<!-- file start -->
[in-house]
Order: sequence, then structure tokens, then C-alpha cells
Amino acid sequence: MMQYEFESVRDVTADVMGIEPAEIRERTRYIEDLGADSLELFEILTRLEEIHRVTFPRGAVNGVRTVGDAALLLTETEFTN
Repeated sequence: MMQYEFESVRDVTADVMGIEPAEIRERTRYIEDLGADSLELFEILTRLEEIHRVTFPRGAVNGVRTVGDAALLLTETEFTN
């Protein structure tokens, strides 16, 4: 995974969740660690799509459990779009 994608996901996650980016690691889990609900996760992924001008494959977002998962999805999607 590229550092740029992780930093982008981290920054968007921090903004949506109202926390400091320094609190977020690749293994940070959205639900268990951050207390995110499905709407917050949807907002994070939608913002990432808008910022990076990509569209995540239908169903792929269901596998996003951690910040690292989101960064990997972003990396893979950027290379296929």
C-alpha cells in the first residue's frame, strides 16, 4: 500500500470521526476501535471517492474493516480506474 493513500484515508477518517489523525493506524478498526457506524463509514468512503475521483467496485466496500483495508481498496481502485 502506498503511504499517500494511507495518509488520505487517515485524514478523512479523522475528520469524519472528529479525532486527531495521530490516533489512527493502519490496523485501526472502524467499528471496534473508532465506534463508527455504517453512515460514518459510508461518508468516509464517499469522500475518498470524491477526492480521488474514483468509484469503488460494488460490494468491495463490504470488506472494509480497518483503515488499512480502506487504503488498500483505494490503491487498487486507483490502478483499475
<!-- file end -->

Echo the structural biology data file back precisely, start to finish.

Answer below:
[in-house]
Order: sequence, then structure tokens, then C-alpha cells
Amino acid sequence: MMQYEFESVRDVTADVMGIEPAEIRERTRYIEDLGADSLELFEILTRLEEIHRVTFPRGAVNGVRTVGDAALLLTETEFTN
Repeated sequence: MMQYEFESVRDVTADVMGIEPAEIRERTRYIEDLGADSLELFEILTRLEEIHRVTFPRGAVNGVRTVGDAALLLTETEFTN
């Protein structure tokens, strides 16, 4: 995974969740660690799509459990779009 994608996901996650980016690691889990609900996760992924001008494959977002998962999805999607 590229550092740029992780930093982008981290920054968007921090903004949506109202926390400091320094609190977020690749293994940070959205639900268990951050207390995110499905709407917050949807907002994070939608913002990432808008910022990076990509569209995540239908169903792929269901596998996003951690910040690292989101960064990997972003990396893979950027290379296929």
C-alpha cells in the first residue's frame, strides 16, 4: 500500500470521526476501535471517492474493516480506474 493513500484515508477518517489523525493506524478498526457506524463509514468512503475521483467496485466496500483495508481498496481502485 502506498503511504499517500494511507495518509488520505487517515485524514478523512479523522475528520469524519472528529479525532486527531495521530490516533489512527493502519490496523485501526472502524467499528471496534473508532465506534463508527455504517453512515460514518459510508461518508468516509464517499469522500475518498470524491477526492480521488474514483468509484469503488460494488460490494468491495463490504470488506472494509480497518483503515488499512480502506487504503488498500483505494490503491487498487486507483490502478483499475